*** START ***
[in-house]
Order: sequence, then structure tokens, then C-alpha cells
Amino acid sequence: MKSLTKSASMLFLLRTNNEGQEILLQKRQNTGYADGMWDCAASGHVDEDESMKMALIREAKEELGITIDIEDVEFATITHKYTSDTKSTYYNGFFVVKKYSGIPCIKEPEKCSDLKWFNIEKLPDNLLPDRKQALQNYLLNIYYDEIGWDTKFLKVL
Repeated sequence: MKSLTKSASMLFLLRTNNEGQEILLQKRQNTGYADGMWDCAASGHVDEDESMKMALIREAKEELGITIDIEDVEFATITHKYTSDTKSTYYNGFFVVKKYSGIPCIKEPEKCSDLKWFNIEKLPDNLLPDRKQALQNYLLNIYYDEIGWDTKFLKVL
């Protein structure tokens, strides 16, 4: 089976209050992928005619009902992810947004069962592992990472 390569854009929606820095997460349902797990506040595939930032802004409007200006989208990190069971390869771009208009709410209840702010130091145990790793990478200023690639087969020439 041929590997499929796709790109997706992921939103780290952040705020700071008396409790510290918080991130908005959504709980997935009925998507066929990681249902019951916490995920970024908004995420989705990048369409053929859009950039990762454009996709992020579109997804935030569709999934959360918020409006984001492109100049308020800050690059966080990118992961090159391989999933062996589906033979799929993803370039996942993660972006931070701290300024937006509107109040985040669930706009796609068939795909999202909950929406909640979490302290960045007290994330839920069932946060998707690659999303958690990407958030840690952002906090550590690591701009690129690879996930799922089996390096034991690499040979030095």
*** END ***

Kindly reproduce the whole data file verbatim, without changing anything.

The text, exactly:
[in-house]
Order: sequence, then structure tokens, then C-alpha cells
Amino acid sequence: MKSLTKSASMLFLLRTNNEGQEILLQKRQNTGYADGMWDCAASGHVDEDESMKMALIREAKEELGITIDIEDVEFATITHKYTSDTKSTYYNGFFVVKKYSGIPCIKEPEKCSDLKWFNIEKLPDNLLPDRKQALQNYLLNIYYDEIGWDTKFLKVL
Repeated sequence: MKSLTKSASMLFLLRTNNEGQEILLQKRQNTGYADGMWDCAASGHVDEDESMKMALIREAKEELGITIDIEDVEFATITHKYTSDTKSTYYNGFFVVKKYSGIPCIKEPEKCSDLKWFNIEKLPDNLLPDRKQALQNYLLNIYYDEIGWDTKFLKVL
């Protein structure tokens, strides 16, 4: 089976209050992928005619009902992810947004069962592992990472 390569854009929606820095997460349902797990506040595939930032802004409007200006989208990190069971390869771009208009709410209840702010130091145990790793990478200023690639087969020439 041929590997499929796709790109997706992921939103780290952040705020700071008396409790510290918080991130908005959504709980997935009925998507066929990681249902019951916490995920970024908004995420989705990048369409053929859009950039990762454009996709992020579109997804935030569709999934959360918020409006984001492109100049308020800050690059966080990118992961090159391989999933062996589906033979799929993803370039996942993660972006931070701290300024937006509107109040985040669930706009796609068939795909999202909950929406909640979490302290960045007290994330839920069932946060998707690659999303958690990407958030840690952002906090550590690591701009690129690879996930799922089996390096034991690499040979030095």